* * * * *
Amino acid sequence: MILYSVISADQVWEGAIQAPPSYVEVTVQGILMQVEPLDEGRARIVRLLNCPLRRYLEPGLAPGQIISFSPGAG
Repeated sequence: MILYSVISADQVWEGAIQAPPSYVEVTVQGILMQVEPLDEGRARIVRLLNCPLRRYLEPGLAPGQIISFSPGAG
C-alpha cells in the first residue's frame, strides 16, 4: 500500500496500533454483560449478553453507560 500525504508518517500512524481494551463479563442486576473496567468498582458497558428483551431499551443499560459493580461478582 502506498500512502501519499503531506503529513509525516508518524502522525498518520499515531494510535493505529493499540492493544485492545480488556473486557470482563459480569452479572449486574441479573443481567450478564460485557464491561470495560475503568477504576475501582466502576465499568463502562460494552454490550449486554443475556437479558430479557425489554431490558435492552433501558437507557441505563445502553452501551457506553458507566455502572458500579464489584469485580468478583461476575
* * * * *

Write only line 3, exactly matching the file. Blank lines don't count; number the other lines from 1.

C-alpha cells in the first residue's frame, strides 16, 4: 500500500496500533454483560449478553453507560 500525504508518517500512524481494551463479563442486576473496567468498582458497558428483551431499551443499560459493580461478582 502506498500512502501519499503531506503529513509525516508518524502522525498518520499515531494510535493505529493499540492493544485492545480488556473486557470482563459480569452479572449486574441479573443481567450478564460485557464491561470495560475503568477504576475501582466502576465499568463502562460494552454490550449486554443475556437479558430479557425489554431490558435492552433501558437507557441505563445502553452501551457506553458507566455502572458500579464489584469485580468478583461476575